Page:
I was born in Shanghai, China, the son of Holocaust survivors, and grew up in New York City. While I value my anonymity, I have had several brushes with famous people. My father was a classmate of the great logician, Einstein’s Princeton friend Kurt Godel, and I met him once, long ago, when I was little. All I remember is that it was July, but he was wearing a winter coat. I was schoolmates at Stephen A. Halsey Jr. High in Queens with Tommy Erdelyi, who became Tommy Ramone of, well, The Ramones. Another Jr. High classmate, who also went to Stuyvesant High School with me, was Walter Becker, co-founder of Steely Dan. We rode the subway together most mornings from 71st and Continental Avenue on our long journey to 14th Street in Manhattan. Now I live in Saint Cloud, Minnesota, where I taught in the English Department at Saint Cloud State University for thirty-one years, and I can attest to the fact that all the children in the Lake Wobegon area are, indeed, above average.
Another Day in America
You’re on a street where panic plumes, red stain billowing above cars and traffic lights, scramble of legs, a siren’s Doppler wail. A body lies twisted, harsh angle, blood-soaked blouse, just at the base of a bay tree. Every eye has shriveled, every mouth torn into gaps of flesh. Now your city is a crime scene; yellow and black tape winds around the park.
Paramedics whisk your neighbors away on stretchers, swaddled in white blankets.
The air is filled with smoke. Police shouting, pushing people back, cameras everywhere.
You can neither stammer nor cry in this public din. Still, you’re whole enough, if slightly
deafened, one of the lucky ones. And though you won’t sleep tonight, you’ll rise from your bed, stiff, aching and bleary-eyed, having survived another day in America.
Behind the Wall
Binghamton, April 3, 2009
That’s where the eye waits, bloodshot
and blind with the rage of bridges and rot.
Metallic lust, the long barrel of his gun:
wrong time, wrong place
and the coughing of red mouths.
Cover your eyes
in this trembling noonday light…
yet we believe images familiar now, two
by the grip of terrible gravity
Seen only in the tug of their longing:
velocity, targets, impact where lines converge.
What the Bullets Sang
In memory of the Charlie Hebdo murders, 1/7/15
Today bullets sing the praises of flesh.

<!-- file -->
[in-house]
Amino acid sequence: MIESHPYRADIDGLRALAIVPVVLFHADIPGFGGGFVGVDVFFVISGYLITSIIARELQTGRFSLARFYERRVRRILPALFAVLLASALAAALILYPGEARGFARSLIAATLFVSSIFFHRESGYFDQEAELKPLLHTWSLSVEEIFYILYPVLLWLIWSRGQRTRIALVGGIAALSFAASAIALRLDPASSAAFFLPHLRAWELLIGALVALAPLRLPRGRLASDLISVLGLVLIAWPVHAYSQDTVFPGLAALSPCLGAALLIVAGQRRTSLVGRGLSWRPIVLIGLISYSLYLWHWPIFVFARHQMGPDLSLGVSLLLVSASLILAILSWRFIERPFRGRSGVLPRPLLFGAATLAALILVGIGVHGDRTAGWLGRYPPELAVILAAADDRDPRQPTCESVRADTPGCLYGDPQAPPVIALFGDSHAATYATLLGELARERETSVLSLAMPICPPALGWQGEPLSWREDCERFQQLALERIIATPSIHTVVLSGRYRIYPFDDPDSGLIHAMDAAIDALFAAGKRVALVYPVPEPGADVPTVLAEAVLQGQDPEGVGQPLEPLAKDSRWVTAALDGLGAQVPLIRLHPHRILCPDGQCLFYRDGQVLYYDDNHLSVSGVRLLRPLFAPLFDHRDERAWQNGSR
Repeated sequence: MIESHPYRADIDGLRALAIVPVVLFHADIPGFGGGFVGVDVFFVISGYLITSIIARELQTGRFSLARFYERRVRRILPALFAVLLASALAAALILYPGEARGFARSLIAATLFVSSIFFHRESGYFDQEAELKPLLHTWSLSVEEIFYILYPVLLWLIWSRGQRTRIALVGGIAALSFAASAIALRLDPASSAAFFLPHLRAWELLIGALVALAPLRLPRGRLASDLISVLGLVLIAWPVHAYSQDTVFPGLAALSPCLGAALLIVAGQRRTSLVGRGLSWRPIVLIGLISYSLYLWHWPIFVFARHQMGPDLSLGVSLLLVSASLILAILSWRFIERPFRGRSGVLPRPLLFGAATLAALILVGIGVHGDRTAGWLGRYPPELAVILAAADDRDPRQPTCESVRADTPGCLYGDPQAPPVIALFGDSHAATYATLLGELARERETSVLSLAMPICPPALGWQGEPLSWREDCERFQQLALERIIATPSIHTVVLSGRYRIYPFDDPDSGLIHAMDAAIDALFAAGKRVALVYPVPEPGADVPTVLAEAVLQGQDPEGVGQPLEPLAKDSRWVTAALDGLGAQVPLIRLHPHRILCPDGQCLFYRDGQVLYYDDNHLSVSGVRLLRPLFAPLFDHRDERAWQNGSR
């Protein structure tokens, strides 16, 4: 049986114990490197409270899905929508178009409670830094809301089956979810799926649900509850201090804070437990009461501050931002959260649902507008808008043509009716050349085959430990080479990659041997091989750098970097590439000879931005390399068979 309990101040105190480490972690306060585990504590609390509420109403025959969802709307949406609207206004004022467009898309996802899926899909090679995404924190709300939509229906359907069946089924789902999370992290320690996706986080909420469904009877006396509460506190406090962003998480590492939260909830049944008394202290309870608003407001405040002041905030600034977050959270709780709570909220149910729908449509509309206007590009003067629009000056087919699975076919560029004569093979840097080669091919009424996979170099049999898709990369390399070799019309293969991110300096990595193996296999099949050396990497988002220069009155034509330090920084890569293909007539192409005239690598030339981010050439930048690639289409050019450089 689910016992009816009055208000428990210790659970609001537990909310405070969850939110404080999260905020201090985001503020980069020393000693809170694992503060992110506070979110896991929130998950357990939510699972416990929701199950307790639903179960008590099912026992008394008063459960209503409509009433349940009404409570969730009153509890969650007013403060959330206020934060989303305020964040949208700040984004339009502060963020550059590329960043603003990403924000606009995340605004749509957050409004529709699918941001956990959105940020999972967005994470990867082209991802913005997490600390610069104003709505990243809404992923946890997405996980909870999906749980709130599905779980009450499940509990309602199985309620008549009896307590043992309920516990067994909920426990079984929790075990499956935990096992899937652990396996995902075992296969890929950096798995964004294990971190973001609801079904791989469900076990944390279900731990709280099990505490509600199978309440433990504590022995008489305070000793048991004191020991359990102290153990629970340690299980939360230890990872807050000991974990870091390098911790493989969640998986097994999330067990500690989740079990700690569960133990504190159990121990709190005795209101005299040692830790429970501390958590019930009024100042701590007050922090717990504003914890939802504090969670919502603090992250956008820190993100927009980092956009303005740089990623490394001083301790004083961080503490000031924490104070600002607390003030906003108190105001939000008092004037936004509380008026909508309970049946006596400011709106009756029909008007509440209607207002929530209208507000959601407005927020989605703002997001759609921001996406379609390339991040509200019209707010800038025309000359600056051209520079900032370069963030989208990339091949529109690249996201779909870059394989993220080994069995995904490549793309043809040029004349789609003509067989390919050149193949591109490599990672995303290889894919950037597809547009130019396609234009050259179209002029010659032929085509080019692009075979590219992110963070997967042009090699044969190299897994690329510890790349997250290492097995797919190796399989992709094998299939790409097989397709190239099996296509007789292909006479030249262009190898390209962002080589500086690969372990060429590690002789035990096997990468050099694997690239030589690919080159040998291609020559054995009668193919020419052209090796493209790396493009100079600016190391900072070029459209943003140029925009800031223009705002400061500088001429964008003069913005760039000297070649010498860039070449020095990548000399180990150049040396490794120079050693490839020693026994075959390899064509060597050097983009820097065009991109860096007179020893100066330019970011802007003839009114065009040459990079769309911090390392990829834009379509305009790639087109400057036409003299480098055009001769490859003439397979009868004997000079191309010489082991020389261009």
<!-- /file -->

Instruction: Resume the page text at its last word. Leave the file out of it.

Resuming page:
How soft it feels, how fragile the bones
beneath, how red and copious the blood.
Someone barks at the sky, and the moon
appears, swathed in an ocean of clouds.
Offended, he fires off a thousand rounds
and the moon bleeds and disappears.
All night, pens draw their own form of
blood. In the morning it is calm and silent
and cold. Later, snow begins to fall and bare
oaks scratch quietly at the gray-white sky.
Somewhere the rage grows again, heated
ball pulsing at its swelling core. Someone
nails the only face of god to a dying tree
face without mercy, a human face frozen
in adamantine certainty. A crow screeches
and the echo bounces back across the snow,
falling to earth among trees and fields and tears.
First published in Beakful
So little at stake in this cold room,
with my eye at the level of grass.
Such an illusion of safety in oaks
gently waving, and a glimpse
of my neighbor’s roof covered
with branches and twigs. Already
there are many dead, the newsflash says,
another flood of bullets and bombs.
Angry red men are waving their fists,
experts talk and talk, drones circle
distant battlefields, a new kind of Valkyrie
gathering souls with unblinking, mechanical eyes.
“…the house returns
to the peace of the pines and the sand”
Gray morning. September,
and summer refuses
to die. My neighbor jogs
by, waves, already sweating
in humid air. His daughter
rides her bike to pace him
as he goes. Near the river
they disappear into mist.
Around my house, fat
hydrangeas rust. Already
a few leaves begin to blaze
on maples. Weary oaks bend
closer to earth. I’m waiting
for something here, a promise
someone made or a workman
not yet come or the buzzing
phone, but it’s lost on the other
side of time. My calendar
comes up blank, even dates
gone missing, as if the solid
walls we’ve built so carefully,
foundations of concrete block,
gravel and asphalt streets
could liquefy and drain off into sand.
©2016 Steve Klepetar
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